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When baking quick breads and cakes, I've premixed dry ingredients the night before to save time. Can I premix wet ingredients as well?

I understand that I can't premix the full batter when using leavening agents -- I am curious if I can save some time the day of while preparing the batter by premixing both the wet and dry ingredients separately beforehand.

The following is an example of a recipe for which I was thinking of doing this (wet ingredients would be the egg and buttermilk mixture):

Ingredients

1 1/4 cups buttermilk, milk, or yogurt (or 1 1/4 cups milk plus 1 tablespoon white vinegar; see Step 2), plus more as needed

2 tablespoons butter or extra virgin olive oil

1 1/2 cups medium-grind cornmeal

1/2 cup all-purpose flour

1 1/2 teaspoons baking powder

1 teaspoon salt

1 tablespoon sugar, plus more if you like sweet corn bread

1 egg

Instructions

  1. Preheat the oven to 375°F.

  2. If you’re using buttermilk, milk, or yogurt, ignore this step. If not, make the soured milk: Warm the milk gently—1 minute in the microwave is sufficient, just enough to take the chill off—and add the vinegar. Let it rest while you prepare the other ingredients.

  3. Put the butter in a medium ovenproof skillet or an 8-inch square baking pan over medium heat; heat until good and hot, about 2 minutes, then turn off the heat. Combine the dry ingredients in a bowl. Mix the egg into the buttermilk. Stir the liquid into the dry ingredients (just enough to combine); if it seems too dry, add another tablespoon or two of buttermilk. Pour the batter into the prepared skillet or pan, smooth out the top if necessary, and put in the oven.

  4. Bake about 30 minutes, until the top is lightly browned and the sides have pulled away from the pan; a toothpick inserted into the center will come out clean. Serve hot or warm.

Source: Good Old Fashioned Corn Bread by Mark Bittman

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Sure.

With quick breads you just don't want to activate your leavened prematurely. That happens when the wet and dry mix so you're fine.

Two things to watch out for:

The eggs and buttermilk are going to be more prone to spoiling after they are removed from their containers. Additionally, the batter could pick up funny flavors from the fridge. Storing in an appropriate container in the fridge and using it the next day would avoid any issues.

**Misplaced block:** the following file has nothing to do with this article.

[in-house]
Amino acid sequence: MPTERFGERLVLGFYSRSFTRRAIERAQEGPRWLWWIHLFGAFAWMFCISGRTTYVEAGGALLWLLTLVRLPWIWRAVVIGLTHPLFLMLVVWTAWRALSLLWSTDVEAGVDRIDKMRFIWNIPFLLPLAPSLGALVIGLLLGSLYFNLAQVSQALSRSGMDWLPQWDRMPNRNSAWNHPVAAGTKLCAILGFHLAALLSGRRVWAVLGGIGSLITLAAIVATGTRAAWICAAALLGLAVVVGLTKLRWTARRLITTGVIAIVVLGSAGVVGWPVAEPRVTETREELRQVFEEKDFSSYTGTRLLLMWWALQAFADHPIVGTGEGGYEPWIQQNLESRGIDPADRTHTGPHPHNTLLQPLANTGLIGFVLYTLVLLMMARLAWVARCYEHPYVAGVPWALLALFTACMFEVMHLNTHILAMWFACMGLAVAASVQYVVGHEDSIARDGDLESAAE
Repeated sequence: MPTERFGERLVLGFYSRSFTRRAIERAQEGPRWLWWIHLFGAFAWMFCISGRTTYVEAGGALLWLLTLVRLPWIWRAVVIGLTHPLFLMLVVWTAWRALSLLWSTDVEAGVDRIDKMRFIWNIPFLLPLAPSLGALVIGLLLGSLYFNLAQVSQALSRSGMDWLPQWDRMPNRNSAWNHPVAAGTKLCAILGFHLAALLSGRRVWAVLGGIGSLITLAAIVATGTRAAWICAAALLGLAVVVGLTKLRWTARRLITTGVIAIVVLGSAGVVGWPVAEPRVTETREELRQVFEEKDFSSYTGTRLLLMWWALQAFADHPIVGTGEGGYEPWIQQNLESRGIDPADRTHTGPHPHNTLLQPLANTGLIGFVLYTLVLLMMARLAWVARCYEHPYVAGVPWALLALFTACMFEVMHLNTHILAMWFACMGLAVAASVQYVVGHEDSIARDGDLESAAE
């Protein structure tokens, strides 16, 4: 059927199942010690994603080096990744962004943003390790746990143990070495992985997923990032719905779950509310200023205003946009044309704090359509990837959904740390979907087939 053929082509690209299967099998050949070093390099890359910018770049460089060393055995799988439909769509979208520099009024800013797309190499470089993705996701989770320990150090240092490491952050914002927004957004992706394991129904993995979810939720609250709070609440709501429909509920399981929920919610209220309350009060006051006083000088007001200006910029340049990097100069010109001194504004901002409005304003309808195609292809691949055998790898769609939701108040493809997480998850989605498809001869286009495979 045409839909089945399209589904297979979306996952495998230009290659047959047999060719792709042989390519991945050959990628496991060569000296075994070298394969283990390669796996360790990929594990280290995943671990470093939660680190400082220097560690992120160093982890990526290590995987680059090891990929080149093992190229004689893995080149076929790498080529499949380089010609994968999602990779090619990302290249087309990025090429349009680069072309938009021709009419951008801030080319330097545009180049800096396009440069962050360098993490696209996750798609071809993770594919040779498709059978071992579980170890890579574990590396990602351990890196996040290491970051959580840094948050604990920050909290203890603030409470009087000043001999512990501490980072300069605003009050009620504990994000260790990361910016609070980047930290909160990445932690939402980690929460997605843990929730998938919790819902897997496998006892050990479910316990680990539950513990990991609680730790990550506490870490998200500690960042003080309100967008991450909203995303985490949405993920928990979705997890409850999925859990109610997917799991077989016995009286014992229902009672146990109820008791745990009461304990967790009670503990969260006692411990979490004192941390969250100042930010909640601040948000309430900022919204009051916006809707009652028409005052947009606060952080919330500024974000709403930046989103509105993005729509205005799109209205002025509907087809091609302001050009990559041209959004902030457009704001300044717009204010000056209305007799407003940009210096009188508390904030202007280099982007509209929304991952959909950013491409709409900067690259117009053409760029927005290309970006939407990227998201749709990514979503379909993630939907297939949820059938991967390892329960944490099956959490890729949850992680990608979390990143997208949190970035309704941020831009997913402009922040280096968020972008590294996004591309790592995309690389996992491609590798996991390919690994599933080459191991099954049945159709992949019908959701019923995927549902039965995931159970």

The wet ingredients, including the eggs, are emulsified when they are mixed. The oil dissolves into the buttermilk with the help of the egg yolks. This emulsification is important for the texture of quick breads. The emulsion is not indestructible. If you find your oil has separated in the morning you may need to beat it again to reemulsify before combining with the dry.

Note: your title says "and cakes". Cakes are assembled with different methods such as creaming or beating egg whites. These could not be done in advance without destroying the texture of the cake.

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    I think it depends on the cake. The one I made last night (from America's Test Kitchen) mixes wet ingredients together, cuts butter into dry (including sugar) and then adds the wet to the dry in two batches. I can't imagine why it wouldn't work if the wet ingredients were premixed. – Catija Feb 15 '16 at 13:28
  • I dunno, the buttermilk could ceviche the eggs which may not be desirable. When making cake it's all mixed and baked relatively quickly, and not sitting to let the acidity of the butter milk to work on the egg. – Escoce Feb 15 '16 at 15:02
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    @catija- I haven't seen the biscuit method used for cakes. I agree that mixing beforehand would be fine for that method. – Sobachatina Feb 15 '16 at 15:46
  • @escoce- I thought of that. It needs experimenting but my opinion is that the buttermilk isn't acidic enough to reduce the binding power of the eggs. – Sobachatina Feb 15 '16 at 15:47
  • I really appreciate this thorough answer, but it doesn't quite definitively answer the most important question: will mixing the wet ingredients 24 hours in advance cause the eggs and buttermilk to interact any differently than mixing them immediately before baking? I'd like to leave this open for a little longer before marking as answered. – Hakan B. Feb 15 '16 at 18:44

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